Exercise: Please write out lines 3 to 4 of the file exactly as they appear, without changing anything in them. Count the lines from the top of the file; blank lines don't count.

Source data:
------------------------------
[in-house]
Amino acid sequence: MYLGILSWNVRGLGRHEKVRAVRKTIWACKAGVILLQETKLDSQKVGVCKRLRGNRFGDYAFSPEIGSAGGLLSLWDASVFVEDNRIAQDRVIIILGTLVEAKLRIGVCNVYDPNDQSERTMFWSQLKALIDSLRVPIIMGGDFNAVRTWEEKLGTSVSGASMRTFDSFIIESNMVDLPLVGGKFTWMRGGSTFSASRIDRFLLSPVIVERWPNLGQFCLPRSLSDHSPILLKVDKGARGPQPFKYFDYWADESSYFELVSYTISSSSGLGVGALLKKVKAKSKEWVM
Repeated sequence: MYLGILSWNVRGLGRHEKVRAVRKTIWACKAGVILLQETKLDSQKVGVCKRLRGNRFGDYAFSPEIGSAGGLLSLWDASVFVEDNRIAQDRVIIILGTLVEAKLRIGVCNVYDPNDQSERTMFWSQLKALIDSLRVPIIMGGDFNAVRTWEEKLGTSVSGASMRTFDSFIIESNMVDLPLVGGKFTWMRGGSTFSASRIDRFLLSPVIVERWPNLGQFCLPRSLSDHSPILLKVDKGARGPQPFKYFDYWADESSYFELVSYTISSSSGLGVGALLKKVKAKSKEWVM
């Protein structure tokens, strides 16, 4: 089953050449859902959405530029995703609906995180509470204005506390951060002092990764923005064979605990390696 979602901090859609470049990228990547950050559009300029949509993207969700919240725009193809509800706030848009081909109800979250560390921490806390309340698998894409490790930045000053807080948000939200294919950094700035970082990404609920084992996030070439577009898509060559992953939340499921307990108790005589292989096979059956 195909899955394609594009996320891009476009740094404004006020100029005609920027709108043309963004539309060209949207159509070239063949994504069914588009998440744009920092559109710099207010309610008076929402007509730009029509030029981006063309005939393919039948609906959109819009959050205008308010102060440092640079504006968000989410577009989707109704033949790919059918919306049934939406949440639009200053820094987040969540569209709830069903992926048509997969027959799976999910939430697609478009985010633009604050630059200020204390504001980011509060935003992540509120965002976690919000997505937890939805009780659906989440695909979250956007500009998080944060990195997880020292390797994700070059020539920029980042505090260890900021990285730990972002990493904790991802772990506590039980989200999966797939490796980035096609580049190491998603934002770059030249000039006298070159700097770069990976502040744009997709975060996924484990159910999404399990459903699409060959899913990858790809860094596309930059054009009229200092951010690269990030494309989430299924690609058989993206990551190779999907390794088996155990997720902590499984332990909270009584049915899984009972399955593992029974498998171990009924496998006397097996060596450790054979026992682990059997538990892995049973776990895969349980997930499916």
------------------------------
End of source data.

Repeated sequence: MYLGILSWNVRGLGRHEKVRAVRKTIWACKAGVILLQETKLDSQKVGVCKRLRGNRFGDYAFSPEIGSAGGLLSLWDASVFVEDNRIAQDRVIIILGTLVEAKLRIGVCNVYDPNDQSERTMFWSQLKALIDSLRVPIIMGGDFNAVRTWEEKLGTSVSGASMRTFDSFIIESNMVDLPLVGGKFTWMRGGSTFSASRIDRFLLSPVIVERWPNLGQFCLPRSLSDHSPILLKVDKGARGPQPFKYFDYWADESSYFELVSYTISSSSGLGVGALLKKVKAKSKEWVM
């Protein structure tokens, strides 16, 4: 089953050449859902959405530029995703609906995180509470204005506390951060002092990764923005064979605990390696 979602901090859609470049990228990547950050559009300029949509993207969700919240725009193809509800706030848009081909109800979250560390921490806390309340698998894409490790930045000053807080948000939200294919950094700035970082990404609920084992996030070439577009898509060559992953939340499921307990108790005589292989096979059956 195909899955394609594009996320891009476009740094404004006020100029005609920027709108043309963004539309060209949207159509070239063949994504069914588009998440744009920092559109710099207010309610008076929402007509730009029509030029981006063309005939393919039948609906959109819009959050205008308010102060440092640079504006968000989410577009989707109704033949790919059918919306049934939406949440639009200053820094987040969540569209709830069903992926048509997969027959799976999910939430697609478009985010633009604050630059200020204390504001980011509060935003992540509120965002976690919000997505937890939805009780659906989440695909979250956007500009998080944060990195997880020292390797994700070059020539920029980042505090260890900021990285730990972002990493904790991802772990506590039980989200999966797939490796980035096609580049190491998603934002770059030249000039006298070159700097770069990976502040744009997709975060996924484990159910999404399990459903699409060959899913990858790809860094596309930059054009009229200092951010690269990030494309989430299924690609058989993206990551190779999907390794088996155990997720902590499984332990909270009584049915899984009972399955593992029974498998171990009924496998006397097996060596450790054979026992682990059997538990892995049973776990895969349980997930499916």